I was very happy to see Profhacker’s post on online Noise Generators because it calls attention to how a very simple tool can greatly affect creativity and productivity. I first came across White Noise by TMSoft (hideous homepage design btw) while browsing through Google’s Play store after purchasing my first smartphone, the Motorola Droid (there are now versions for iOS, Windows, and Mac). At the time, my apartment had a window air conditioning unit that sounded like a 747 landing every time the compressor kicked in. Yes, my IPod worked well to minimize the noise, but I found myself trying to stay awake because I was enjoying the music too much. So the concept of a steady background noise generator sounded ideal. White Noise quickly became (and still is) one of my most used apps–for both sleep and work.
For sleeping purposes, it has a sleep function where I can set the length of time before the playing noise fades and exits the program. I find this better than leaving it playing all night. I generally set it to two to three hours. They also have a large selection of sounds–I prefer softer, lower toned noises for falling asleep. In the last year or so, they have added the ability to add more sounds created by users who upload them to their site. My thanks to those people. I’ve used many–Rain on a Tent is one of my favorites (again, I prefer a dimmed “thud” to a shrilly hairdryer). Although I don’t use the other features, you can create playlists as well as blended versions of the different noises. A number of the user created sounds use blending–say, the wind, with rain, and thunder. It also has a desk clock night mode that looks beautiful, but again, I don’t use it.
In terms of work, I use it as a way to smooth out background noises in places like coffee shops or at the library. It may seem counter-intuitive to use a Coffee Shop generated noise while working at an actual coffee shop, but with poor piped-in music, or the rise of popularity of ice-drinks and their corresponding ice-crushing racket, the up and downness and intermittent jarring sounds can really ruin the atmosphere–and my ability to focus on my writing. With White Noise, all that fades away for me and becomes almost meditative.
I noticed this post sitting in my Draft box since May of last year… Although it’s outdated, I think it’s still worth calling attention to given the Gold Rush to Online education climate we’re currently experiencing… If anyone knows how how well it’s been working since Last year or has personally taken one of their courses, please post about your experience within the comments.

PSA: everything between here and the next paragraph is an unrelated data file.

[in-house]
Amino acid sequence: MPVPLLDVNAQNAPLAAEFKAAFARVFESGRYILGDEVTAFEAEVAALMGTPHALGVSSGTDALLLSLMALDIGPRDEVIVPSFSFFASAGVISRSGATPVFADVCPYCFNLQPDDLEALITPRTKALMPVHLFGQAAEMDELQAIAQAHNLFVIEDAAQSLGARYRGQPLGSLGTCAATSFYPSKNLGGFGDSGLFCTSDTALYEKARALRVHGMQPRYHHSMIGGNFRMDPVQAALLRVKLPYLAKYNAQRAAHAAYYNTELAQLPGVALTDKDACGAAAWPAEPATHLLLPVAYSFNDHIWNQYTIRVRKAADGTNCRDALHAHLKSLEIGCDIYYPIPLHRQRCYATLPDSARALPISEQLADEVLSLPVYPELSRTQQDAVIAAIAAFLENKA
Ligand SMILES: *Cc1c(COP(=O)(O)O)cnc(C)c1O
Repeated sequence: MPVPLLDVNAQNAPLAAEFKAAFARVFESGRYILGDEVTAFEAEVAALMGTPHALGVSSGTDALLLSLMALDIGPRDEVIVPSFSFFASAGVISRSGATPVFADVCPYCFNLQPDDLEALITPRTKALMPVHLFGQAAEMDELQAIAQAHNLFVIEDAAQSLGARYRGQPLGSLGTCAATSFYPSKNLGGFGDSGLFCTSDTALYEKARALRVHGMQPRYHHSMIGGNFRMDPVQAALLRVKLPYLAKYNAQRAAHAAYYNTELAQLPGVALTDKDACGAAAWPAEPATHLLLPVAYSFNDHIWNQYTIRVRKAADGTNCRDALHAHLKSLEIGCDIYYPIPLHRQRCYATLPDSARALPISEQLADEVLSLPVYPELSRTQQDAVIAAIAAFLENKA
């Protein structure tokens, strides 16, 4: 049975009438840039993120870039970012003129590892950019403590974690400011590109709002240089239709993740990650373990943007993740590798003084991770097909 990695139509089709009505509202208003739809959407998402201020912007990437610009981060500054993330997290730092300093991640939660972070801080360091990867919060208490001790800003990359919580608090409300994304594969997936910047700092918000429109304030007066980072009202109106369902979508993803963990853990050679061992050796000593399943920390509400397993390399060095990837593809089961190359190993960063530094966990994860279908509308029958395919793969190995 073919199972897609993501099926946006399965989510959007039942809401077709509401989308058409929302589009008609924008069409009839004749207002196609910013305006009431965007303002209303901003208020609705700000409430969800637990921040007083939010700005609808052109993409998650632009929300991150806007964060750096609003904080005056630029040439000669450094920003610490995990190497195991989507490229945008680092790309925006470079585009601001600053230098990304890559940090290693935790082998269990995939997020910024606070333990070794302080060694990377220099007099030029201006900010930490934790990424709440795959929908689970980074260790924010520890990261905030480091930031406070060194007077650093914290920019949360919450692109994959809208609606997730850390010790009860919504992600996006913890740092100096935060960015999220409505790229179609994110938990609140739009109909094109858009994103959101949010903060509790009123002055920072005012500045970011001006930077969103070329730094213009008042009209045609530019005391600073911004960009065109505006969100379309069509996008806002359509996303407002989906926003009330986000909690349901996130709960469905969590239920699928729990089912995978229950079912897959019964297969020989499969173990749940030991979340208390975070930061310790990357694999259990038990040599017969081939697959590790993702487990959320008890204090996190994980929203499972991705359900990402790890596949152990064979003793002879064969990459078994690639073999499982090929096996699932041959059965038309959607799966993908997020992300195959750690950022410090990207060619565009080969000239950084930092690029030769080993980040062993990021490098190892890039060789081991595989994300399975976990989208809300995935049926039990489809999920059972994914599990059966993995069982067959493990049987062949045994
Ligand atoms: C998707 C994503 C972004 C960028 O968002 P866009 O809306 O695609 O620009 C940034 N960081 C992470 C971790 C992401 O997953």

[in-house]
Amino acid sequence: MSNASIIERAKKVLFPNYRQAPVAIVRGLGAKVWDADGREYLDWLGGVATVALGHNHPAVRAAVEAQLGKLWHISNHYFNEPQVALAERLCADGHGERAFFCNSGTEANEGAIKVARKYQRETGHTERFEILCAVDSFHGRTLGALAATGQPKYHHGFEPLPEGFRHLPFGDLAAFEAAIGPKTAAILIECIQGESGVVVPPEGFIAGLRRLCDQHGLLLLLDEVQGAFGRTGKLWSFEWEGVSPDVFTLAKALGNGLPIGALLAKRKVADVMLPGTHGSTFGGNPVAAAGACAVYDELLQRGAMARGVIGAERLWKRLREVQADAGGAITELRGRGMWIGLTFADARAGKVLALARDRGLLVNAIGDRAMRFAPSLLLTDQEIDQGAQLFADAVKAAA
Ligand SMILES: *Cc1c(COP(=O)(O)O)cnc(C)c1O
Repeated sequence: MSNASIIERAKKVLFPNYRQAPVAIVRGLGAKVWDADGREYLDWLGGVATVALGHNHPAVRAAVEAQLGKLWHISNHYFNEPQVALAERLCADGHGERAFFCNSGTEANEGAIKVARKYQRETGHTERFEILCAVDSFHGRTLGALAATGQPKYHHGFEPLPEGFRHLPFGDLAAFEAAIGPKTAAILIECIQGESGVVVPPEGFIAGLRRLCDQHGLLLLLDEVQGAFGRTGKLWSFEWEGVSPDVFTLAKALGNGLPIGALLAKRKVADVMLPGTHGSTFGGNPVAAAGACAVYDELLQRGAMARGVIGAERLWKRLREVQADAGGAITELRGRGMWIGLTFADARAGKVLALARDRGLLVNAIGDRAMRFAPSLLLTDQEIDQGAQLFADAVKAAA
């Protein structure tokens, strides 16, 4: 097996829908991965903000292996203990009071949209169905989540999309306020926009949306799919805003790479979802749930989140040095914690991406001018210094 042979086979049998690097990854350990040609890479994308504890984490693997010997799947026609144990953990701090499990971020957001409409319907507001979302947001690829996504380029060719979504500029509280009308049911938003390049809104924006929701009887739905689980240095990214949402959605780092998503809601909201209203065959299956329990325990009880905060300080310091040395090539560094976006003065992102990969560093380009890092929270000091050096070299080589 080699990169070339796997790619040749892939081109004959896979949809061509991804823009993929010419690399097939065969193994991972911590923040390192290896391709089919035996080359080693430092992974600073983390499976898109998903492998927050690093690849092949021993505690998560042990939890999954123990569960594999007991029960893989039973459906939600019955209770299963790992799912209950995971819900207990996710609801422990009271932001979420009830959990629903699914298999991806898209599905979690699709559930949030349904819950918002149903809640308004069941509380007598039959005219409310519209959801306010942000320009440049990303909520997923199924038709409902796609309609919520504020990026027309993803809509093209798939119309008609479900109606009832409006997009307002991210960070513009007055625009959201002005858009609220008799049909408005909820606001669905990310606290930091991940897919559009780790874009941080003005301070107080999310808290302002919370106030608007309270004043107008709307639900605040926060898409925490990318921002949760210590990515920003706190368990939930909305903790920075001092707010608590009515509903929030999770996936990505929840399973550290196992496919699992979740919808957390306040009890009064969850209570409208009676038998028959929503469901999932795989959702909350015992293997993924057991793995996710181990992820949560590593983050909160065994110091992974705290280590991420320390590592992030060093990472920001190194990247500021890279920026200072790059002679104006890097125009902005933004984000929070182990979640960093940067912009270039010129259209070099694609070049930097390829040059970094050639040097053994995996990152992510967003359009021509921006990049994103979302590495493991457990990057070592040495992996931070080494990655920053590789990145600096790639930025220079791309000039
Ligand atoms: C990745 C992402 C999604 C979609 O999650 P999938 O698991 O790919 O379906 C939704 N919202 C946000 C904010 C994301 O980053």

I don’t know whether to feel excited by this announcement from Harvard and MIT’s new online education program, or sigh out a ho-hum–the way they talk, it’s as if no one has ever thought about online education before.(“Hey, there’s this new thing that’s going to revolutionize the world–it’s called “electronic mail!”).
Rather than the self-praise about innovation, I think what’s important to the rest of us is that two gorillas of education have made such a publicly formal declaration supporting online education. What they haven’t talked about however, is how what they are going to be doing is any different from anyone else–I’ve listened to a number of courses via Open Universities, YouTube in general, Udacity.com, Great Courses, as well as how my own university is approaching online education (asynchronously). What I would like to see is more discussion on different types of courses based on different subject matter (a physics course is/should work differently than a literature course online or in class). I would also like to see more discussion on costs–not only for the classes but also for the universities. In addition, I would like more discussion also on who “owns” the course content (or how it is determined).
One of the things this announcement kept focusing on was the numbers–they keep referencing thousands and millions. I can see their website now: “Over 1 billion served.”
Kudos to the NEH for making inspiring lectures like this available online (it also streamed this live)
(I would have embedded the video, but I’m having a devil of a time disabling the autostart. Their embed code has no autostart variable, but I tried adding one and setting it to not play (play=”false”) along with other variations but none of my attempts have worked…)
Wendell Barry is one of those rare individuals who tries to walk his talk, inspiring the rest of us to also try. A write-up of the lecture appears here.